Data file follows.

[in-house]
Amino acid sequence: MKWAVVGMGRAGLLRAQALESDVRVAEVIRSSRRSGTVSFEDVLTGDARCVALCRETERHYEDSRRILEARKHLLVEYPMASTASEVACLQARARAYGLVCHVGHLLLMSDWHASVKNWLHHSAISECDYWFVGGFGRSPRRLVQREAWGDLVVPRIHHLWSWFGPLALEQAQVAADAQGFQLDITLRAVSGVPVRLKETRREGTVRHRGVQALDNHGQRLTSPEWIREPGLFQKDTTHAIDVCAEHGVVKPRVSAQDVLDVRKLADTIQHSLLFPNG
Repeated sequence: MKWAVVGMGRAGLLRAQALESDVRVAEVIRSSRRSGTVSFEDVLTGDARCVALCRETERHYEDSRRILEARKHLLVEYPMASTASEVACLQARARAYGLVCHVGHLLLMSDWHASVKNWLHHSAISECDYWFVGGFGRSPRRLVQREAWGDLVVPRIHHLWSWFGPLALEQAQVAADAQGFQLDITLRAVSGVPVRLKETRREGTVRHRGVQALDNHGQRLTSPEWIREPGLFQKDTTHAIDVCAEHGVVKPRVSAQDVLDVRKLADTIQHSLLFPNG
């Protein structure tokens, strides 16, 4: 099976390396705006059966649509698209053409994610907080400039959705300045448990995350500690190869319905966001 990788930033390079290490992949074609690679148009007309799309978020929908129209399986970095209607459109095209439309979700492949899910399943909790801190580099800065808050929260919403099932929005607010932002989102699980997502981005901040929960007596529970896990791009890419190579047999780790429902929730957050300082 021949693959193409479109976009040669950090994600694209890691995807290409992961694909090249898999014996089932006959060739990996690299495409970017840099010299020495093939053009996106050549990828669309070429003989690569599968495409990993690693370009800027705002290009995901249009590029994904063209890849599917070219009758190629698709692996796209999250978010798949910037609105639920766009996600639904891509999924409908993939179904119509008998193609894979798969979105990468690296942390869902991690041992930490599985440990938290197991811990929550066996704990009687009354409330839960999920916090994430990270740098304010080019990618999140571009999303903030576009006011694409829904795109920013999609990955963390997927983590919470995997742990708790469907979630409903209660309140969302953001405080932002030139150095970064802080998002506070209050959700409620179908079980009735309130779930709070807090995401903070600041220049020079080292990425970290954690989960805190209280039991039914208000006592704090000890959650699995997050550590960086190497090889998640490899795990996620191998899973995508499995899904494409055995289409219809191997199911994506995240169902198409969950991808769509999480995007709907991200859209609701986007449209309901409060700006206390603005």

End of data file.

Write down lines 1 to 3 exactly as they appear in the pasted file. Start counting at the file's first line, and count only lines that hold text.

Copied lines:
[in-house]
Amino acid sequence: MKWAVVGMGRAGLLRAQALESDVRVAEVIRSSRRSGTVSFEDVLTGDARCVALCRETERHYEDSRRILEARKHLLVEYPMASTASEVACLQARARAYGLVCHVGHLLLMSDWHASVKNWLHHSAISECDYWFVGGFGRSPRRLVQREAWGDLVVPRIHHLWSWFGPLALEQAQVAADAQGFQLDITLRAVSGVPVRLKETRREGTVRHRGVQALDNHGQRLTSPEWIREPGLFQKDTTHAIDVCAEHGVVKPRVSAQDVLDVRKLADTIQHSLLFPNG
Repeated sequence: MKWAVVGMGRAGLLRAQALESDVRVAEVIRSSRRSGTVSFEDVLTGDARCVALCRETERHYEDSRRILEARKHLLVEYPMASTASEVACLQARARAYGLVCHVGHLLLMSDWHASVKNWLHHSAISECDYWFVGGFGRSPRRLVQREAWGDLVVPRIHHLWSWFGPLALEQAQVAADAQGFQLDITLRAVSGVPVRLKETRREGTVRHRGVQALDNHGQRLTSPEWIREPGLFQKDTTHAIDVCAEHGVVKPRVSAQDVLDVRKLADTIQHSLLFPNG